With a steady influx of new artists to the local scene, and a groundswell of support for more intentionality in show spaces and on record labels—both in and outside of the Bay Area—Ratskin’s roster began to develop. “A lot of what we end up focusing on is how to reclaim humanity,” says Carter. “I think that decolonialism is about reclaiming all the ways humanity is expressed and creating spaces for that. I think art and music is a really clear example of how people can practice in that, building shows where there is harm reductive space to share is a part of our intentions and what we try to practice.”
Although Sabreteeth were a mixed band—Daddona is white, Stafford is Black—their experience underscored the need for a greater inclusivity in the scene. “Playing in a band with [Andre], becoming close with Sharmi, discovering Tieraney’s music, opened me up to understanding how the noise scene would just mirror any aspect of white supremacy,” Daddona says. “Just playing shows, the way people would treat me versus how they would treat Andre—treating him as someone people would refuse to understand.”
While Carter’s only recently started helping out behind the scenes at Ratskin, it was their minimalist approach to performance—with immersive projections, spare electronic beats, and vocals mixed in a more intimate way—that opened up a new world of ideas for Daddona and Basu. “I was making music in the Bay Area, playing shows with a bunch of experimental bros and it was horrible,” Carter says. “Luckily I got plugged in with Girls Rock, which was my intro to artists like Beast Nest and to venues like LCM.”
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For the Ratskin collective, it’s imperative that they continue to make those kinds of connections. They’ve remained dedicated to the pocket universe they’ve helped nurture, pushing boundaries by presenting forward-thinking artists, many of whom come from systemically marginalized communities. Rare is the imprint with the ability to really make a home for musicians like Black femme artist Golden Champagne Flavored Sweatshirt and their swirling cacophony of politically-charged, dark, industrial sci-fi loops; or for the syncopated, ritualistic night music of folk-disco experimentalist Xuxa Santamaria. If this kind of sonic eclecticism belies the label’s standard practice, then certainly the Afro-gothic, whispery freak folk of Spellling’s groundbreaking Pantheon of Me album fits as well.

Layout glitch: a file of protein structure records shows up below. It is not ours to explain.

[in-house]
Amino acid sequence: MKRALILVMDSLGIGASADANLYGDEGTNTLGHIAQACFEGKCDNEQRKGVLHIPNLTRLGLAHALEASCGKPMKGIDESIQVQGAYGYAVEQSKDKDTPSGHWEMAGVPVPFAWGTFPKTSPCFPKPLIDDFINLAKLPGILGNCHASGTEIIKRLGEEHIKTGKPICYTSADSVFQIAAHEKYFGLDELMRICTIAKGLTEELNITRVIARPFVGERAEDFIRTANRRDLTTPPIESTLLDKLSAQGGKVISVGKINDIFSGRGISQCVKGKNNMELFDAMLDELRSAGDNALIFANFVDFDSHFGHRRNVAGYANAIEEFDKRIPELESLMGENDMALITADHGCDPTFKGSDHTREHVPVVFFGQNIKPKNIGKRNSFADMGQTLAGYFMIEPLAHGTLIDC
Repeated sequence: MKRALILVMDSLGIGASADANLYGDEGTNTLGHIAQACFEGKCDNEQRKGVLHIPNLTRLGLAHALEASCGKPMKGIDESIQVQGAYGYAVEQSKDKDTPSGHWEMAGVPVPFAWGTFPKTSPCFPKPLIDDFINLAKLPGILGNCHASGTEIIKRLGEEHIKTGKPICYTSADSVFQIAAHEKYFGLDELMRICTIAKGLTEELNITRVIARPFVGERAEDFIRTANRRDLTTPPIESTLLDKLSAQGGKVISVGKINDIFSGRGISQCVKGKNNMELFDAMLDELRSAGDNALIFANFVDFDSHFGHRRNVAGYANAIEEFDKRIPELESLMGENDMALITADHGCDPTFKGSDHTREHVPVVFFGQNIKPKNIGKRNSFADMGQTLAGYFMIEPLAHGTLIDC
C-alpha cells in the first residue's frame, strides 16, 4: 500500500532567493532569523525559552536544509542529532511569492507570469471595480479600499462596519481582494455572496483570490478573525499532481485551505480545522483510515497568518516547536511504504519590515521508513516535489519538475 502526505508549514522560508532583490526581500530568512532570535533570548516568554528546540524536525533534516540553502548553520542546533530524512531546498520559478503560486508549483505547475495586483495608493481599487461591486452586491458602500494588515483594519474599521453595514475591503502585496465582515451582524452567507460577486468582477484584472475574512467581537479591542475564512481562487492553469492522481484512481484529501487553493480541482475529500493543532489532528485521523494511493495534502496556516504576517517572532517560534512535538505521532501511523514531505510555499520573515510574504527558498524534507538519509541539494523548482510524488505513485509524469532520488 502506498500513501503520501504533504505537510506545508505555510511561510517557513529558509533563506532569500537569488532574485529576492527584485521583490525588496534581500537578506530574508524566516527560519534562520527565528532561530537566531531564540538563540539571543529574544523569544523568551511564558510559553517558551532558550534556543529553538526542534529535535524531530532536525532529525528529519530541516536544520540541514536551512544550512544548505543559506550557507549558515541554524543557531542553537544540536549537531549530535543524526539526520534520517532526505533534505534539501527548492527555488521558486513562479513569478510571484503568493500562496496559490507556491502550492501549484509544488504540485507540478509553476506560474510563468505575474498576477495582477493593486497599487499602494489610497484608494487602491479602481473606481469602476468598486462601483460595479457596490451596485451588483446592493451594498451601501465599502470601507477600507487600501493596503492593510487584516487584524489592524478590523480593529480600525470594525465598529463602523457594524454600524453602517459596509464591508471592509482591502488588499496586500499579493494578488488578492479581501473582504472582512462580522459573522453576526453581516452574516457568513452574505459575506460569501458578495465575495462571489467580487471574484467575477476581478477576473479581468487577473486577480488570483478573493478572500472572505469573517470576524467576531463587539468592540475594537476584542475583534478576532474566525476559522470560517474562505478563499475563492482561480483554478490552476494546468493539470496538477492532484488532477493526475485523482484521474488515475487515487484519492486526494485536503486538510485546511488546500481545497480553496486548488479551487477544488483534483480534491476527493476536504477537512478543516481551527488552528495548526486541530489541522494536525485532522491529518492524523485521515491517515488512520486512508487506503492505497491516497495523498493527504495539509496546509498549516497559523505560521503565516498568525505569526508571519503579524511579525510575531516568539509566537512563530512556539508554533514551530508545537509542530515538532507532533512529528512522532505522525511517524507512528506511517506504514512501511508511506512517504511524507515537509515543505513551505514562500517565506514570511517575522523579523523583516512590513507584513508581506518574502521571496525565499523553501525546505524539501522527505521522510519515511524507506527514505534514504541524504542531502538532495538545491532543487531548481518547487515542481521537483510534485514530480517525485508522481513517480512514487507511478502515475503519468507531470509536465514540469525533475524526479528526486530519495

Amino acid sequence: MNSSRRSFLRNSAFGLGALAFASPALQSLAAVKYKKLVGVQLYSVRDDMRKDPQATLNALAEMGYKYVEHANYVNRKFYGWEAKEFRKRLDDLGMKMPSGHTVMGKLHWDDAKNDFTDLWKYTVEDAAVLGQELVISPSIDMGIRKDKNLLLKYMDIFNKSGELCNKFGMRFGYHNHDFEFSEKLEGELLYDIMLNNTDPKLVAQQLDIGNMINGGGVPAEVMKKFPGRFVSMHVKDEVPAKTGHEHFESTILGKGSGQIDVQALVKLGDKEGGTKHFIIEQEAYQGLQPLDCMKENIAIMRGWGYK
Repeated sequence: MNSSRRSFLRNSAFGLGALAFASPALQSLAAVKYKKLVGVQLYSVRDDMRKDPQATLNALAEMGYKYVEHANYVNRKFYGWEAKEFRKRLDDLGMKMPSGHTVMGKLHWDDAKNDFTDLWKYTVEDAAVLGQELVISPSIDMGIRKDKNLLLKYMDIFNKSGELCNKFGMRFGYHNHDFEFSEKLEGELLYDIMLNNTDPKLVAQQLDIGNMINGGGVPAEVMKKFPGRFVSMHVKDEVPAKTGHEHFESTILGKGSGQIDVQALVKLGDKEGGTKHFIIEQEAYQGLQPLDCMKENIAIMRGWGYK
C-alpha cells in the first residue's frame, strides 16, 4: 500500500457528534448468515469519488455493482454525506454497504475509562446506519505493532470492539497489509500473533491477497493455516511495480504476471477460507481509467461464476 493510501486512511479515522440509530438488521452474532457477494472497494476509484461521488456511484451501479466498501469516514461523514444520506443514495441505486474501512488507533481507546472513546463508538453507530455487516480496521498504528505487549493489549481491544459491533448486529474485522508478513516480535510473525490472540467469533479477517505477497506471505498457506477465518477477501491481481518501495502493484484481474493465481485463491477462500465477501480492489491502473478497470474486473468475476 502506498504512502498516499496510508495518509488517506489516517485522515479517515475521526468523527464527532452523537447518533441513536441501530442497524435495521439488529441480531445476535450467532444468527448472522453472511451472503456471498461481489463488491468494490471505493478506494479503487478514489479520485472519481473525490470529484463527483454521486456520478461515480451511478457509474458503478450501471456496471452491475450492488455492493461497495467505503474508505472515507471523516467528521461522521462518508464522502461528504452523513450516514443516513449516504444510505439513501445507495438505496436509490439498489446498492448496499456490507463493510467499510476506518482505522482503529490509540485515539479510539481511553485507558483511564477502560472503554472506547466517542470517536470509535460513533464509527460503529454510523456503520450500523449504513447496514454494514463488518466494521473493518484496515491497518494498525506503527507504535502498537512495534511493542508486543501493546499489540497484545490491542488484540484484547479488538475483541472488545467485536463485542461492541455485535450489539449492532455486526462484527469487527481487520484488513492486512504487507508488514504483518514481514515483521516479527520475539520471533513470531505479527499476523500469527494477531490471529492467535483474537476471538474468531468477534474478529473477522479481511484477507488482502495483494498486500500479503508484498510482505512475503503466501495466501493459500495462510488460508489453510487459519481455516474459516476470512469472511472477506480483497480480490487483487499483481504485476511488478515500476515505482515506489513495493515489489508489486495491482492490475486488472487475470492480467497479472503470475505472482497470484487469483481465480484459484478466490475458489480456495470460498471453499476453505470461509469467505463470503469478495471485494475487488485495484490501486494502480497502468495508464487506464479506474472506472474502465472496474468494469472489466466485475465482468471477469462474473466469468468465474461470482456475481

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“The collective and the personal—I think about the space between everything and nothingness,” says Basu. “And when I personally think about liberation, I think about what it means to get to a place where you are able to be present and really live with that presence. I think about what oppression functions as, what abolition is about, what disability justice is about. I think that what overcoming oppression is all about is the ability to be present and whole, and embody the divineness of yourself as a person, with nature, land, everything. Sonic liberation can be so many different things. But it’s also a way for us to use sound as a means for breaking down any binaries [and other] Western subsets to create what we need to move towards that presence.”